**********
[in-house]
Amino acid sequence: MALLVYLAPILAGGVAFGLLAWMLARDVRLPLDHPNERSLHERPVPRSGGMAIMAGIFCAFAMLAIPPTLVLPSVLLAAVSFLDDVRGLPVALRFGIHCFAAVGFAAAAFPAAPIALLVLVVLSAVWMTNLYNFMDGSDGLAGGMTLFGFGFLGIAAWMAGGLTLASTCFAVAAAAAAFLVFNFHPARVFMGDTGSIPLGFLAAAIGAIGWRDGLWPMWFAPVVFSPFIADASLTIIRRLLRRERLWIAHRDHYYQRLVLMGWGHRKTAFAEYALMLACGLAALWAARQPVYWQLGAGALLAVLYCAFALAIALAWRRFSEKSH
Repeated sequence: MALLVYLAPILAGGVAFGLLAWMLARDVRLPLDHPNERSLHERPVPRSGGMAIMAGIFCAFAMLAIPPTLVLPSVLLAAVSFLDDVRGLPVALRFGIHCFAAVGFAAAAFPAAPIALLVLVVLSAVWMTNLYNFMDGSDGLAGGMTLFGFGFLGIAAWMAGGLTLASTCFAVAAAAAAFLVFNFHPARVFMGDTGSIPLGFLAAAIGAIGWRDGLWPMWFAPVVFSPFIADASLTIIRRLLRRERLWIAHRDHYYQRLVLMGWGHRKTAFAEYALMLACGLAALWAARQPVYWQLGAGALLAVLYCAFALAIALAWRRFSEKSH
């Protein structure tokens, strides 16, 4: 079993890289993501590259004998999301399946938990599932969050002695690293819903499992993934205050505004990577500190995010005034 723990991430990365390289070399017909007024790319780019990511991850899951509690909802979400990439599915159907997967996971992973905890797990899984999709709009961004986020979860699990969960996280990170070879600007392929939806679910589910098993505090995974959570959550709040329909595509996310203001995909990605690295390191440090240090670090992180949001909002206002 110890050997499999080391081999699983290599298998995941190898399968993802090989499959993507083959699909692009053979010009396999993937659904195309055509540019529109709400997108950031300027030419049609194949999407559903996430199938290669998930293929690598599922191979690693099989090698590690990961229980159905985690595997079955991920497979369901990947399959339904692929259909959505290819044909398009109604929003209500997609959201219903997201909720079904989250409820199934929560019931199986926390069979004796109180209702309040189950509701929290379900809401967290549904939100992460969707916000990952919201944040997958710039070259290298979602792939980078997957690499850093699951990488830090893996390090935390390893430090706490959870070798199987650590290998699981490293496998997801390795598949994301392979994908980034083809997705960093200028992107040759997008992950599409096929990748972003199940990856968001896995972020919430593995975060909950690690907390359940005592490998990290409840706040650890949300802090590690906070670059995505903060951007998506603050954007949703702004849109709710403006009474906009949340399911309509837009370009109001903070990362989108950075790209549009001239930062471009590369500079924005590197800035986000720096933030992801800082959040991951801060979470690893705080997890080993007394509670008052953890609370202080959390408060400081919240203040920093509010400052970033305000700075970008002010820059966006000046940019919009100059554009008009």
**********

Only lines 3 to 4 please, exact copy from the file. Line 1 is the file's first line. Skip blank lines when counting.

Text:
Repeated sequence: MALLVYLAPILAGGVAFGLLAWMLARDVRLPLDHPNERSLHERPVPRSGGMAIMAGIFCAFAMLAIPPTLVLPSVLLAAVSFLDDVRGLPVALRFGIHCFAAVGFAAAAFPAAPIALLVLVVLSAVWMTNLYNFMDGSDGLAGGMTLFGFGFLGIAAWMAGGLTLASTCFAVAAAAAAFLVFNFHPARVFMGDTGSIPLGFLAAAIGAIGWRDGLWPMWFAPVVFSPFIADASLTIIRRLLRRERLWIAHRDHYYQRLVLMGWGHRKTAFAEYALMLACGLAALWAARQPVYWQLGAGALLAVLYCAFALAIALAWRRFSEKSH
């Protein structure tokens, strides 16, 4: 079993890289993501590259004998999301399946938990599932969050002695690293819903499992993934205050505004990577500190995010005034 723990991430990365390289070399017909007024790319780019990511991850899951509690909802979400990439599915159907997967996971992973905890797990899984999709709009961004986020979860699990969960996280990170070879600007392929939806679910589910098993505090995974959570959550709040329909595509996310203001995909990605690295390191440090240090670090992180949001909002206002 110890050997499999080391081999699983290599298998995941190898399968993802090989499959993507083959699909692009053979010009396999993937659904195309055509540019529109709400997108950031300027030419049609194949999407559903996430199938290669998930293929690598599922191979690693099989090698590690990961229980159905985690595997079955991920497979369901990947399959339904692929259909959505290819044909398009109604929003209500997609959201219903997201909720079904989250409820199934929560019931199986926390069979004796109180209702309040189950509701929290379900809401967290549904939100992460969707916000990952919201944040997958710039070259290298979602792939980078997957690499850093699951990488830090893996390090935390390893430090706490959870070798199987650590290998699981490293496998997801390795598949994301392979994908980034083809997705960093200028992107040759997008992950599409096929990748972003199940990856968001896995972020919430593995975060909950690690907390359940005592490998990290409840706040650890949300802090590690906070670059995505903060951007998506603050954007949703702004849109709710403006009474906009949340399911309509837009370009109001903070990362989108950075790209549009001239930062471009590369500079924005590197800035986000720096933030992801800082959040991951801060979470690893705080997890080993007394509670008052953890609370202080959390408060400081919240203040920093509010400052970033305000700075970008002010820059966006000046940019919009100059554009008009």